# Am I missing something obvious?Watch

This discussion is closed.
#1
I've been doing an integration based problem and the worked solution to it evaluates the integral with respect to x of
x/(3-0.5x^2)^2
as
1/(3-0.5x^2)

which isn't something I'm very familiar with. Can anyone see how this is arrived at? I think I could be missing something simple, but the more I think about it the less likely I am to see it!

(I can integrate using a substitution, but that gets ln functions etc which isn't wanted.)

Thanks for any help.
0
14 years ago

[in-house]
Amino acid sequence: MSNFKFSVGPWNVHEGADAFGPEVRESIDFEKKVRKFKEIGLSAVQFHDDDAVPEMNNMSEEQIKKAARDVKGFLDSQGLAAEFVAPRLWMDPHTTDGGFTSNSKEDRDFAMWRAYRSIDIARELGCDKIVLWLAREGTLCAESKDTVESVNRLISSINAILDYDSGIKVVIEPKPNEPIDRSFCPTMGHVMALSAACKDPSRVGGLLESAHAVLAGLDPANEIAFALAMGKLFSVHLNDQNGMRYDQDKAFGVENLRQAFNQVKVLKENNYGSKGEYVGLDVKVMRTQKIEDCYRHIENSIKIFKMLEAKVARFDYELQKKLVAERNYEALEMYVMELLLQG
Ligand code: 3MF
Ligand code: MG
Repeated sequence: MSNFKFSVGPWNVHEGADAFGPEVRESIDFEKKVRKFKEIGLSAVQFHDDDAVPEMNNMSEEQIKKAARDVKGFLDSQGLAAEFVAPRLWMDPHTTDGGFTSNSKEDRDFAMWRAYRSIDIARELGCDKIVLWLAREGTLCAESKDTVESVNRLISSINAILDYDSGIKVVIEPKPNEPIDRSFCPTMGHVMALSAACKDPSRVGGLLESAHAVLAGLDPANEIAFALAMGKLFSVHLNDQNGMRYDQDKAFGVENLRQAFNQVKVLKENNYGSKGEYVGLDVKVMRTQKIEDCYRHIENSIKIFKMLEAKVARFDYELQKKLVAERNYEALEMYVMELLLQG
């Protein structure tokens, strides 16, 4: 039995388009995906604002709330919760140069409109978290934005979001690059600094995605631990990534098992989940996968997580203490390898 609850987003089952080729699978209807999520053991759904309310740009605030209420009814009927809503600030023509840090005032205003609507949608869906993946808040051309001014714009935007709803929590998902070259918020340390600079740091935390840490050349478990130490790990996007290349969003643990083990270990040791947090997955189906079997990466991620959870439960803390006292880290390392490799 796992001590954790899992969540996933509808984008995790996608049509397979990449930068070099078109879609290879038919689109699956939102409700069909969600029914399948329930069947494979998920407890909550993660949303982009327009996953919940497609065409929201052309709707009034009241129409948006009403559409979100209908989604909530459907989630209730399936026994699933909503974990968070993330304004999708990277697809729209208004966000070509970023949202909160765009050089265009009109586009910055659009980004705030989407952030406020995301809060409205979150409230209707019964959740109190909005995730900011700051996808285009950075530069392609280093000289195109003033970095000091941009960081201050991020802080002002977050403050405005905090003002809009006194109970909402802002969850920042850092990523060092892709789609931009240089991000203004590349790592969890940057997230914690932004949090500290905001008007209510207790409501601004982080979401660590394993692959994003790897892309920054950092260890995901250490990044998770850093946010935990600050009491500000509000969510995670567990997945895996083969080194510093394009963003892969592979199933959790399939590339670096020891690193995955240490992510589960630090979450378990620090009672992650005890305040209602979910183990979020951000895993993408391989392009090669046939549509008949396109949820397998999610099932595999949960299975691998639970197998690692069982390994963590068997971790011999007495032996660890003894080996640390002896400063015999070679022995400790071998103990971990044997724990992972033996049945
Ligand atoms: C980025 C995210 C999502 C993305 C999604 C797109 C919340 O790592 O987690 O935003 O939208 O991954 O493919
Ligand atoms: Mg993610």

#2
Its function and derivative.

You know what the answer is so I'll show you with that.

If you take your function to be
y=(3-0.5x^2)^-1
then derivative by chain rule (i've used * as multiply)
dy/dx=-1*-(1/2)*2x(3-0.5x^2)^-2
which is x/(3-0.5x^2)^2

when you see an x at the top of a fraction and there is an x^2 function at the bottom, when finding the integral always try function and derivative first.
0
#3
Yes - just look at the fraction and think about what its inegral is. That's the problem with learning standard integrals (and doing STEP questions) - you expect that it's a clever substitution or something.

Thanks.
0
14 years ago
#4
I've been there - I'm always with the missing of the obvious. Good luck with STEP - you have a lot of courage!!
0
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